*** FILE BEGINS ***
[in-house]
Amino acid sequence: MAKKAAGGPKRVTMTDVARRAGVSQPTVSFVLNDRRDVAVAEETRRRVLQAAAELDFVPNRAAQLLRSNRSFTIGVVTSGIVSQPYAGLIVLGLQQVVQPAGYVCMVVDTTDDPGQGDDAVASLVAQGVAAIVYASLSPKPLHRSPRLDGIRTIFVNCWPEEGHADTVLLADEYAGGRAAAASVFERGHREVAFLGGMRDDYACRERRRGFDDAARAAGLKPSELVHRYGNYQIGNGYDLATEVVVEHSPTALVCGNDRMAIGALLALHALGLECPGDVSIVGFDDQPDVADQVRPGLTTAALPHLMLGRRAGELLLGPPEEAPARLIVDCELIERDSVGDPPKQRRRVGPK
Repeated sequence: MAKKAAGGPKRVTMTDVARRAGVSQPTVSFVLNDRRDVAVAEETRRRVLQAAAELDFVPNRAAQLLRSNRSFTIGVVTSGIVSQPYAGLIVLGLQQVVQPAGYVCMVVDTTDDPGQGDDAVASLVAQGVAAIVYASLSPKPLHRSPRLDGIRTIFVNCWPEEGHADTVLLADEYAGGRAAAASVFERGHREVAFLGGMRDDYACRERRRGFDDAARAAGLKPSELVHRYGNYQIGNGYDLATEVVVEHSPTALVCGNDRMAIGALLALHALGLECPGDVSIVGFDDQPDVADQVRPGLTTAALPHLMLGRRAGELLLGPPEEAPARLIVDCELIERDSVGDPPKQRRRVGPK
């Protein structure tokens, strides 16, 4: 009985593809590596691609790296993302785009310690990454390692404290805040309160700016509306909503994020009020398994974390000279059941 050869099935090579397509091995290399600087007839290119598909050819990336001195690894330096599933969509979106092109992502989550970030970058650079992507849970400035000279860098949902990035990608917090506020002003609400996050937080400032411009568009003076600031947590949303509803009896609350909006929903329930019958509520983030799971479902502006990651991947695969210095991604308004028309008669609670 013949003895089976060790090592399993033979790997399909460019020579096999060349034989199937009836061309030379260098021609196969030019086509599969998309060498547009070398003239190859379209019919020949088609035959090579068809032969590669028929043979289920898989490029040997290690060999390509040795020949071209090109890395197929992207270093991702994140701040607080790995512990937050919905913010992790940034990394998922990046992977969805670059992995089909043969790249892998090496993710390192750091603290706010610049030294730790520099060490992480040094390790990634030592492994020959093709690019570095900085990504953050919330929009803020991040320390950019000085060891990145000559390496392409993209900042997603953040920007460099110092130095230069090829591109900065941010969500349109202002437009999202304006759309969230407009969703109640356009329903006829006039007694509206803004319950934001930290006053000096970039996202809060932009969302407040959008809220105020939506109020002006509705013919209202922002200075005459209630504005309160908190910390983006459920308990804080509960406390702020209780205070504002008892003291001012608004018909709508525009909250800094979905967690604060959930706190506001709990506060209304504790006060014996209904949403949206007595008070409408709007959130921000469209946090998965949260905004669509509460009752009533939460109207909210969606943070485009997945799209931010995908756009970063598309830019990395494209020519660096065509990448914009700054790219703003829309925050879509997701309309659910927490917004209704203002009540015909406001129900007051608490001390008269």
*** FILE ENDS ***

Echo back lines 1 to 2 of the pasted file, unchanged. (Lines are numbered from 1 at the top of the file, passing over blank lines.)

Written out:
[in-house]
Amino acid sequence: MAKKAAGGPKRVTMTDVARRAGVSQPTVSFVLNDRRDVAVAEETRRRVLQAAAELDFVPNRAAQLLRSNRSFTIGVVTSGIVSQPYAGLIVLGLQQVVQPAGYVCMVVDTTDDPGQGDDAVASLVAQGVAAIVYASLSPKPLHRSPRLDGIRTIFVNCWPEEGHADTVLLADEYAGGRAAAASVFERGHREVAFLGGMRDDYACRERRRGFDDAARAAGLKPSELVHRYGNYQIGNGYDLATEVVVEHSPTALVCGNDRMAIGALLALHALGLECPGDVSIVGFDDQPDVADQVRPGLTTAALPHLMLGRRAGELLLGPPEEAPARLIVDCELIERDSVGDPPKQRRRVGPK